October 6, 2007

Symphony

With all the talk of "community" lately, I thought I'd weigh in. Musicians have a lot to say about community (music really only happens in groups), and the concert I played last night with the Asbury College Band sparked my imagination. I've been thinking about rhythm a lot anyway because of VOM; the rhythm in which we live our lives, how an individual can impact others, but as we played last night some of that started to come clearer into focus.

My first thought was, of course, along "emerging" lines (I can't help it): community simply IS. It's not optional; you can certainly have solo acts, but they're not nearly as interesting by themselves as a whole ensemble. This is often my biggest objection to the Wesleyan/Methodist movement of holiness; it emphasizes so much of personal growth, individual relationship (an oxymoron, I think) that it often forgets that there are others on this planet to think of, others to interact with, and it forgets how those others affect the individual to the point that, in some cultures, the individual doesn't matter so much. Westerners can't fathom that, but ask an African or a Latino and they'll tell you how important family can be.

[Update: It seems to me that solo acts are usually misconstrued; what we like to think of as a solo act is actually the summation of the experience and effort of many people. We conveniently forget the lessons from many teachers, the support of parents, the hours of enforced practice time, the people that taught the teachers, the person who earned the money to pay for lessons, the people who built and bought the instrument ... the list goes on. So don't forget: it's really not just you ...]

But then I wondered; can there be any community without the individual? I mean, at some point we have to remember that the whole is greater than the sum of its parts, but there still have to be parts. There are horn players and trumpet players and bassoon players and timpanists and floutists ... each one bringing something unique to the music. The music would not be the same without them. And each one of those musicians has spent time and effort and energy learning their instrument, perfecting their technique. The community can't exist without them playing their parts, without the time they've put into their personal growth.

And of course, there's the part of the conductor, which in this case I'd say is not the clergy, but is the Triune God himself. He too plays a part. If the individual musicians have not put in the time to learn their parts, then all is lost, but so too if the musicians do not listen to each other, do not work with one another to stay in tune and follow each other's lead on rhythms and harmonies and even the occasional dissonance (that resolves into unison or harmony), all is again lost - music depends on the community being able to work together as one, their voices balancing into the music, none overpowering the other. It's a conscious effort at first, but eventually it becomes second nature (for some cultures this is the case: community is instinctual). But the conductor is what makes all this possible; he and he alone controlls the rhythm, and in a large ensemble, if a conductor walks away (which, sorry Nietzsche, didn't happe) or the players start to ignore him (which, unfortuantely, does happen), one of two things happens: the piece slows down to the point that it's no longer interesting or particularly interesting, or each section takes over and fight one another for control of the music, of the rhythm.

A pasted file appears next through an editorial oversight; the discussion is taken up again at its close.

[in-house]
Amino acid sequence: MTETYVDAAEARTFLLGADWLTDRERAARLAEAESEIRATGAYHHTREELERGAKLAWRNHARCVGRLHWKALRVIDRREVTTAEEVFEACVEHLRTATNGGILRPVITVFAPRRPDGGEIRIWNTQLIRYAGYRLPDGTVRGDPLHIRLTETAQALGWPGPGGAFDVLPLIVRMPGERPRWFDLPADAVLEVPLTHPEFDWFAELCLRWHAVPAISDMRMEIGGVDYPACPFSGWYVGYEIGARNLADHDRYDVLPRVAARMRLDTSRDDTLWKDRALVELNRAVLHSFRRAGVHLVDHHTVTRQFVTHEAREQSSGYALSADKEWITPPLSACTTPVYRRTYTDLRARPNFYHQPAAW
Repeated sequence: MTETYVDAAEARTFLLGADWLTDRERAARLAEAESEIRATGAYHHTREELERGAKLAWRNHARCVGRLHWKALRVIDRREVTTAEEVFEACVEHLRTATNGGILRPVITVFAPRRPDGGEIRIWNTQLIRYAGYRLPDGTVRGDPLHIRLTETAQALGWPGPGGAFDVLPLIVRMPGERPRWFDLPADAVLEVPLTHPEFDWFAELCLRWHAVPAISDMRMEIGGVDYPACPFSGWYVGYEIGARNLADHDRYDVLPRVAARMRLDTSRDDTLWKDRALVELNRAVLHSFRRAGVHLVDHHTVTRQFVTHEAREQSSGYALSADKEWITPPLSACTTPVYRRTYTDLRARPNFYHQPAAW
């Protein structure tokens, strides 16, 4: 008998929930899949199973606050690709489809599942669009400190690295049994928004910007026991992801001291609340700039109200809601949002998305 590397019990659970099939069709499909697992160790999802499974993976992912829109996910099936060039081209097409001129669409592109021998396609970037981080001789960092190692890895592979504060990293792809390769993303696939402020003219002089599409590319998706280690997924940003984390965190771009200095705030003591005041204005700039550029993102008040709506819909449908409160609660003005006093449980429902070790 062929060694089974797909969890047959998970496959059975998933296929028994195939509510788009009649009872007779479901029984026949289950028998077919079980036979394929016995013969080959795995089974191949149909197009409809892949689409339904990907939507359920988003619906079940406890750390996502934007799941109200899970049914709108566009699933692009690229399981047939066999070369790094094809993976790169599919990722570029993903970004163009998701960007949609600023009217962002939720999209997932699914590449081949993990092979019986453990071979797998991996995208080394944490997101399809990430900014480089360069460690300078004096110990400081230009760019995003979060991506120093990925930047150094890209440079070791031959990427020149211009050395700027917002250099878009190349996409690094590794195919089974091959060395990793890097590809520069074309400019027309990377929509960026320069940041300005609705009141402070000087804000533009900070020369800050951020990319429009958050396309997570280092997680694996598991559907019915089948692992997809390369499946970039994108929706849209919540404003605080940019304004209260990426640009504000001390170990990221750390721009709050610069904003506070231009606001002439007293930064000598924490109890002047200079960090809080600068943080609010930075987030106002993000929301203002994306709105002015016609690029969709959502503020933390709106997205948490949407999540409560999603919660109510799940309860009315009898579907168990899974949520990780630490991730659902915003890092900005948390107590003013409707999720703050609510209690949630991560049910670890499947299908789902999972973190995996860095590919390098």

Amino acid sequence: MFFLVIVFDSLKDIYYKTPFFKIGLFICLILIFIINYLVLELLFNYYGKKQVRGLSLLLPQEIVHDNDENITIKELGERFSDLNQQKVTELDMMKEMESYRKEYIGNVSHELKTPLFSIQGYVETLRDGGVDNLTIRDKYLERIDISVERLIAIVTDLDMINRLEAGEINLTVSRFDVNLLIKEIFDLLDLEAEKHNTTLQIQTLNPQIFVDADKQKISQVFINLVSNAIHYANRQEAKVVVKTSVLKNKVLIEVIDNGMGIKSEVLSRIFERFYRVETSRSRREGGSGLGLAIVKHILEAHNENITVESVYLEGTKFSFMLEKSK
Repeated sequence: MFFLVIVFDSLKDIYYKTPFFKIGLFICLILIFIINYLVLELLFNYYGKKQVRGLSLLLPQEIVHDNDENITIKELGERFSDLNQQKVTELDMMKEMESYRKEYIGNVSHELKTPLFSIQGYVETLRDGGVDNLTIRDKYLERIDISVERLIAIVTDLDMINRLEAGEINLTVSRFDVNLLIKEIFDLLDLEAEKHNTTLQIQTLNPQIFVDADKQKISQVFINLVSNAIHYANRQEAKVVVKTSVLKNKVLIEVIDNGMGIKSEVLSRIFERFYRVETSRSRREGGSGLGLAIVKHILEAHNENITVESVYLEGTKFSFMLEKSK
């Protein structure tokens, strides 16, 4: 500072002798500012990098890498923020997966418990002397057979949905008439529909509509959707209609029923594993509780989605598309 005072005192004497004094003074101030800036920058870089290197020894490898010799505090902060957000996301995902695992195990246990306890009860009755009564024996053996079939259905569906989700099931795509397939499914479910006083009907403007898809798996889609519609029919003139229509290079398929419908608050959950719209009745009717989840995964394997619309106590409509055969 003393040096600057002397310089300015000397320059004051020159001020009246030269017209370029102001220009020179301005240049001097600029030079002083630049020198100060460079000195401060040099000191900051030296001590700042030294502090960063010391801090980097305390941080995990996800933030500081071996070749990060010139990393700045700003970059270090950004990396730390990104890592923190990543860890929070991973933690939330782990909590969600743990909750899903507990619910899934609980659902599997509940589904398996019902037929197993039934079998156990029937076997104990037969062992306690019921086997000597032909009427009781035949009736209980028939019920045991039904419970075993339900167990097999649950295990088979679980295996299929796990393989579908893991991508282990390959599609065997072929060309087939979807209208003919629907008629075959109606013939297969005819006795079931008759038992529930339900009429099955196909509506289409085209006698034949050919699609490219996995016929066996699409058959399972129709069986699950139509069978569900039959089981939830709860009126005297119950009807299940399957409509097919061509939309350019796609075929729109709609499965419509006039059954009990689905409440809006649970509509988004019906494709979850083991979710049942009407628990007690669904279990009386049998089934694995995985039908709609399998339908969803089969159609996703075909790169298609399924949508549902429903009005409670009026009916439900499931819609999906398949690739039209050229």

In our case, we can also safely say that the conductor is also the composer, and that itself has all sorts of interesting metaphors. The composer knows is piece inside and out - he crafts each bit carefully, so that every melody is winsome, moving the audience.

I sometimes wonder what the purpose of the music is. Is it simply because music is good? Is it for some celestial audience that gives a nice round of applause at the end? Or is it something entirely unique to music: are the audience members musicians, unkown even to themselves, and the orchestra's job is to draw them into the music so deeply that their hidden talent can express itself, so they too begin to play their instruments as part of the symphony? Or is there no audience, only a world full of musicians, some more in tune with the music than others? Is God the audience?

2 comments:

Dan said...

let me know next time you're playing with the symphony (or doing a concert), I'd like to take a listen. Love this line of thought, especially the musicians ignoring the conductor. I hope we can begin to bring listening & consequently life back into the music (Christianity/Church/Relationships- take your pick). Good ending questions too, don't have the answers though, I'll leave that to someone smarter.

Welcome to Our World said...

Great point on the individuals that make up the community. That is what makes communities intersting, unique, and volile!

I think that music (good and bad) brings out that inner musician in all of us. I heard a great piano song today in church. Now I have no musical ability, but on the inside I rose and fell with the notes. I was "playing along" interally through emotions and thought. I do that with radio, my ipod, etc. Music helps create atmosphere inside me that helps to refect what I am feeling or thinking. Some day in need Evanescense dark (but hopeful) lyrics and others the day is more Rascal Flats.

Could we say that God is the Great Musician? Orcestrating and conducting his followers to the tune of His masterpeice of creation.